Then there is current prime minister, Abdulhamid Dbeibah, also from Misrata. Although, as part of the current government, Dbeibah is not meant to stand, speculation is growing that he may put himself forward. Dbeibah’s recent promises to raise public sector wages and dole out payments, including for weddings, have been interpreted by some as evidence of electioneering.
Yet, while such gestures may be winning him popularity in the west, he is not looked upon kindly in the east, where the push to hold presidential elections is bound up in a desire to ensure Dbeibah cannot overstay his mandate. Moreover, even eastern members of his own government issued a statement in October accusing him of unilateral and “dictatorial” decision-making.
Aside from the fact that these well-known western figures will potentially be competing against each other, none of them will be accepted by the east or large areas of the south. Indeed, they will be sorely lacking in legitimacy outside of their own constituencies. It is for this reason that they have been working so hard to gain international acceptance and backing.
Other potential nominees
There are a number of other potential names in the hat, including Gaddafi’s son Saif al-Islam. Yet while he may have the support of some Gaddafi loyalists, his bid will not travel far, not least because of the International Criminal Court ruling against him, but also because he is part of an ugly past. Moreover, the ex-regime constituency is not homogenous, hence the attempts by both camps to chip away at it in search of support.
Both sides have sought to win over, or at the very least, to neutralise former regime figures and their tribes. Recent releases of Gaddafi-era officials, including the third son of the former ruler, Saadi Gaddafi, have less to do with national reconciliation and more to do with political manoeuvring. Despite his pronouncements to the New York Times in July, Saif al-Islam is unlikely to gain any traction.
Other likely candidates include Hafez Kaddour, a former governor of the Central Bank and the GNU’s former ambassador to the EU, and Sheikh Senussi al-Heliq, the head of the Supreme Council of the Zwiya tribes, who is also rumoured to be considering standing. Given that he can rely on tribal alliances that extend across Libya, he may be better placed to canvas support across the divide.
Heliq described himself to MEE as a potential candidate of “the tribe, the town and the professional classes” who believes in “a strong president who can be loved by people and backed by the international community”. “I would have no problem hanging my campaign posters in any part of Libya,” he said.
Yet with the country so fragmented, garnering enough support will be challenging for any candidate, including those who are less controversial.
Indeed, it is unlikely that any nominee will win outright in the first round. However, candidates will be banking on a second round of voting to magically catapult them to the fore. “Whoever gets a third or a quarter of the votes in the first round can possibly build enough support to emerge as a winner in the second round,” Badeen told MEE.
Yet even then, there is no guarantee that the results will be respected. Whoever does not accept the outcome will cry foul, citing various pretexts including the constitutional and legal basis of the polls. There will also be wrangling over what powers the president should wield.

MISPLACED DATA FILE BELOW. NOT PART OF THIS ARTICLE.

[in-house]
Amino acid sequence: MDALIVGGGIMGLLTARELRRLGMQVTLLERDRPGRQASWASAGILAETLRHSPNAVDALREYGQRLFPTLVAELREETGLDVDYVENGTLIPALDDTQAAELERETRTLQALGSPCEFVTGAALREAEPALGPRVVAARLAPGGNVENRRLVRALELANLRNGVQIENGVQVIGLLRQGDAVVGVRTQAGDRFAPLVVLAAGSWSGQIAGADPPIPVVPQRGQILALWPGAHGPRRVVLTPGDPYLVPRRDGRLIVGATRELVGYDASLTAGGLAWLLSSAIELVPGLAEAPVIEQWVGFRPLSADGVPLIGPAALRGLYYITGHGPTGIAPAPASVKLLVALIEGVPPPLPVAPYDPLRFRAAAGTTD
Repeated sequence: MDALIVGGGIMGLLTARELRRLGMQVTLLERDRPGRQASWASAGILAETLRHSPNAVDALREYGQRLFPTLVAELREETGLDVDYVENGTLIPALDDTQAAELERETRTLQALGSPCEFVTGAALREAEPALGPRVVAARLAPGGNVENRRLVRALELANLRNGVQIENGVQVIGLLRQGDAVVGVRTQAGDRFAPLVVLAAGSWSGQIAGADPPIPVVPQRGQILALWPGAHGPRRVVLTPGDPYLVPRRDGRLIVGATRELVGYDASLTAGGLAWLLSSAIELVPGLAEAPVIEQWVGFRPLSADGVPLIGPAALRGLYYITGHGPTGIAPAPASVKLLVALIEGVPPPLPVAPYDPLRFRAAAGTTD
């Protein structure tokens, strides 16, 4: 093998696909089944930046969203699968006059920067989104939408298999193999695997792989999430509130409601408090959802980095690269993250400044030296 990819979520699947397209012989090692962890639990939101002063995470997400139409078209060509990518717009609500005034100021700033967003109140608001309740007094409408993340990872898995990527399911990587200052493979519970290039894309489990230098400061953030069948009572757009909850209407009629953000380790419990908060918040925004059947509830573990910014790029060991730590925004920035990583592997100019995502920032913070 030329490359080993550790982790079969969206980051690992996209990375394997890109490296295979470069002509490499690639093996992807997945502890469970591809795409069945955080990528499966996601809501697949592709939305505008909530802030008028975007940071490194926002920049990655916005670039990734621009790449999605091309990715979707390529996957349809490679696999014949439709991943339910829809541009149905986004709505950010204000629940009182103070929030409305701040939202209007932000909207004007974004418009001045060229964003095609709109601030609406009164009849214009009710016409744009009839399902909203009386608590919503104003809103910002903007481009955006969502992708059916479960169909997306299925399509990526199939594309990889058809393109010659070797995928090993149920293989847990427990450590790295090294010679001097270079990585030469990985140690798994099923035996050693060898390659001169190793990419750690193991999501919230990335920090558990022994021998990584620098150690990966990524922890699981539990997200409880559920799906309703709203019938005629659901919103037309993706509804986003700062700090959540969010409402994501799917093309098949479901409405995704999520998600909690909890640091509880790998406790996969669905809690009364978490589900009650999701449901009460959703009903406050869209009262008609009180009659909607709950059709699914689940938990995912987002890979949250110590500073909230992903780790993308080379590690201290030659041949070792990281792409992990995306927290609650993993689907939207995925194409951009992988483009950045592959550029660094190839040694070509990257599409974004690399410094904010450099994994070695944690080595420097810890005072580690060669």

Those in the east want a strong president, while those in the west prefer a stronger parliament. This issue has yet to be settled. Thus even if the polls go ahead, there could be further trouble. “Holding presidential elections as things currently stand would lead to another conflict because there is no constitutional basis for the polls,” Badeen said.
More importantly, the election will not overcome the fundamental problem facing Libya: namely, that the west and the east are operating in separate orbits and the deep-rooted issues that have been at the heart of the conflict since the beginning have yet to be resolved.
Plastering over the cracks with another election is not going to change the fact that any winning candidate from the west will not be able to break into the east, which has become almost hermetically sealed under the LNA’s control.
The GNU’s experience is a case in point. Its failure to deal with the reality of the power structures on the ground in the east has seriously undermined its authority and credibility, confining it almost exclusively to the west. Dbeibah has still to even set foot in Benghazi. Another repeat of this scenario will be disastrous for Libya.
Were an eastern candidate to win, however, any attempt by the east to impose control across the west would be equally calamitous and would risk a return to open conflict. The triumph of a southern candidate would be no solution either. While it may serve as a kind of compromise, anyone from the south is unlikely to have the clout to rule.
This catch-22 situation is a sad reflection of the depth of Libya’s divide. Since the revolution, Libyan politics have become increasingly shaped by the principle of allocation, where dividing government posts between the regions has become a key governing principle in the minds of the main players.
The notion of Libya settling upon a single candidate as president with as yet unspecified powers is therefore deeply flawed. Thus while Libyans may be pushing hard to get to the polls on time, these elections are unlikely to pull the country out of the quagmire. “We are still moving around in a revolving door,” Badeen said, “and we are at risk of going back to square one.”